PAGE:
Nick Robinson (Who was previously one of the better parts in last year's "Everything, Everything"), gives a winning performance that carries the film. He feels like a natural, every day person that unlike many films that seem to try to want to tell this same type of story, doesn't change his personality due to his sexuality. (People are still normal people, even when they come out.) Jennifer Garner and Josh Duhamel get more roles than parents often do in these kinds of films, getting chances to inject some humor and warmth to their characters. Katherine Langford has great chemistry with Nick Robinson, along with the rest of the cast portraying his friends, including Talitha Bateman (Previously showed a lot of talent in last year's "Annabelle: Creation"), Alexandra Shipp and Jorge Lendebord Jr. Logan Miller is a suitably obnoxious antagonist, while we get some laugh out loud moments from Tony Hale (as "Mr. Worth", the Vice Principal, who tries way to hard to be cool) and Natasha Rothwell (as "Ms. Albright", the drama teacher who doesn't intend to put up with anyone's crap.) It's a wonderful cast of characters that are instantly recognizable and each serve a purpose. (I'll also admit, I didn't see the reveal of Blue's identity coming. It's a pretty solid mystery.)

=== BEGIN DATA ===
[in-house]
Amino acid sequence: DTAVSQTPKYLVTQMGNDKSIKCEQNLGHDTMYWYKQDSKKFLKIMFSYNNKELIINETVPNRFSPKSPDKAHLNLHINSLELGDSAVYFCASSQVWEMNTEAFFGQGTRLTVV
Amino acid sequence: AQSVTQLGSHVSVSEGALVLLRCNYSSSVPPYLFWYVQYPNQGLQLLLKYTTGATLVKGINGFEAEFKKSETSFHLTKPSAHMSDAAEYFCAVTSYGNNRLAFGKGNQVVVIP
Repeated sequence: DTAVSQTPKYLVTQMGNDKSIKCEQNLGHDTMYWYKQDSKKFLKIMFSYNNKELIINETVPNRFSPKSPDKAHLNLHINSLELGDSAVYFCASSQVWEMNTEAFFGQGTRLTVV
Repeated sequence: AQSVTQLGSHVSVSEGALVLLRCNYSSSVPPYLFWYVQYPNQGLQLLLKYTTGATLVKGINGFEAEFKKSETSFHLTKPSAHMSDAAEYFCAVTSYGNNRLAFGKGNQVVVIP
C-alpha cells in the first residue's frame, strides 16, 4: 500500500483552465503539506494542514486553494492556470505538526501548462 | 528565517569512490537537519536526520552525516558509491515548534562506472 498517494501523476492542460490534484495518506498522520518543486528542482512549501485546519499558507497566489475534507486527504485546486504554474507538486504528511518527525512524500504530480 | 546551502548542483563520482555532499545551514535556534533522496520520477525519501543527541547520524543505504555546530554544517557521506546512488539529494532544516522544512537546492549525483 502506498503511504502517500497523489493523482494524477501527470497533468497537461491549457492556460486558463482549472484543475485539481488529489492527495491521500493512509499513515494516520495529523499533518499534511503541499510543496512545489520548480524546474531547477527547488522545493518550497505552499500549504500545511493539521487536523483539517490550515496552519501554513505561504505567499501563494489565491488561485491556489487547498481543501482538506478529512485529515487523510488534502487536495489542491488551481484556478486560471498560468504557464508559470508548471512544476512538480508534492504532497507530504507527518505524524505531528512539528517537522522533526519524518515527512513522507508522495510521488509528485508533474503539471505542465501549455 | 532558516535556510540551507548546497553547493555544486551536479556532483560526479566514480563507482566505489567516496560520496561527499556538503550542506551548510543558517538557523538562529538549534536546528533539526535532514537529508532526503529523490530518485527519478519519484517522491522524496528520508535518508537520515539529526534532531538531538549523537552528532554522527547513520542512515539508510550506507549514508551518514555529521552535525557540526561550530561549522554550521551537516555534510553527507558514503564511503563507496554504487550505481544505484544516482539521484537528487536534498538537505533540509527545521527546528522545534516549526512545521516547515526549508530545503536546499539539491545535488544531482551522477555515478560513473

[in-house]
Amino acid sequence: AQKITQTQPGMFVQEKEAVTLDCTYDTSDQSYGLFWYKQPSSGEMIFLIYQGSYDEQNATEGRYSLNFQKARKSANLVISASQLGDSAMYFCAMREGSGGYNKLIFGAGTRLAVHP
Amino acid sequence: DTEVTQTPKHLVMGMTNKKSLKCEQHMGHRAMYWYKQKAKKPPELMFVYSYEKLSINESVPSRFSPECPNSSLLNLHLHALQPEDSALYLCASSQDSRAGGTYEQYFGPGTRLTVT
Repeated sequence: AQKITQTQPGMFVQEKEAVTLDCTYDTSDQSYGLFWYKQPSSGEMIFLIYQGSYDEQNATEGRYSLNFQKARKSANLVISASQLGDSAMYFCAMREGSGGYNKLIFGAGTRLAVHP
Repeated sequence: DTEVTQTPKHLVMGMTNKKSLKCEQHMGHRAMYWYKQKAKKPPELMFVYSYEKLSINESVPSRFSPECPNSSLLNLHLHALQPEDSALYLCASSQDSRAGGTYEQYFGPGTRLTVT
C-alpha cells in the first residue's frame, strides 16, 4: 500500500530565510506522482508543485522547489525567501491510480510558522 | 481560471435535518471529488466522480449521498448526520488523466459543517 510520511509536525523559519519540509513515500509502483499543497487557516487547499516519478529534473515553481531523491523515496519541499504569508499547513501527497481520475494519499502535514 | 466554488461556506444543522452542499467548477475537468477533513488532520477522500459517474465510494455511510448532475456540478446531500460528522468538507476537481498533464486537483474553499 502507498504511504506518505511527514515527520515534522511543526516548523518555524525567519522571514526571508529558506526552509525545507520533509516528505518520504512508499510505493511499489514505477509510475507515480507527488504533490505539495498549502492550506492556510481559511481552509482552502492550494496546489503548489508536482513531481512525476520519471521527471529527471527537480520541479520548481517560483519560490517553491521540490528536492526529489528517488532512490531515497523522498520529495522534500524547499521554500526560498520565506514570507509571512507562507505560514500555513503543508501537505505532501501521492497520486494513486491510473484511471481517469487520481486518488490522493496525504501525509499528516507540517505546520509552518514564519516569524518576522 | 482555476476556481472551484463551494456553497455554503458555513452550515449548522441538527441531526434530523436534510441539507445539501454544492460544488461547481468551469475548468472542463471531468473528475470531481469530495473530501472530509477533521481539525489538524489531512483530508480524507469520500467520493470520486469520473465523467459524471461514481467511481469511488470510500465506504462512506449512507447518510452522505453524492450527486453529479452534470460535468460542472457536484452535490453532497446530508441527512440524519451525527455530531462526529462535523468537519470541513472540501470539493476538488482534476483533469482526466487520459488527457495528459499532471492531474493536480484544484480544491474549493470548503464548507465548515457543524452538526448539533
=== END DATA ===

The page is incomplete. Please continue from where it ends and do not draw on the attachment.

"Love, Simon", much like lat year's underrated "The Big Sick", is a romantic comedy that doesn't need to fake charm, but instead just naturally has it. It takes tropes that we should be tired of and makes them new again, while throwing in a few surprises. It's the kind of movie that has lasting appeal, with the smart script that balances out comedy, drama, and to be perfectly honest, all around adorableness that makes for a true crowd pleaser. Sure to be an instant favorite within the teen genre, and downright one of the best movies already this year. I'm even betting it changes minds, and even some lives. What an accomplishment. 4 stars. Rated PG-13 For Adult Content And Proud Gayness.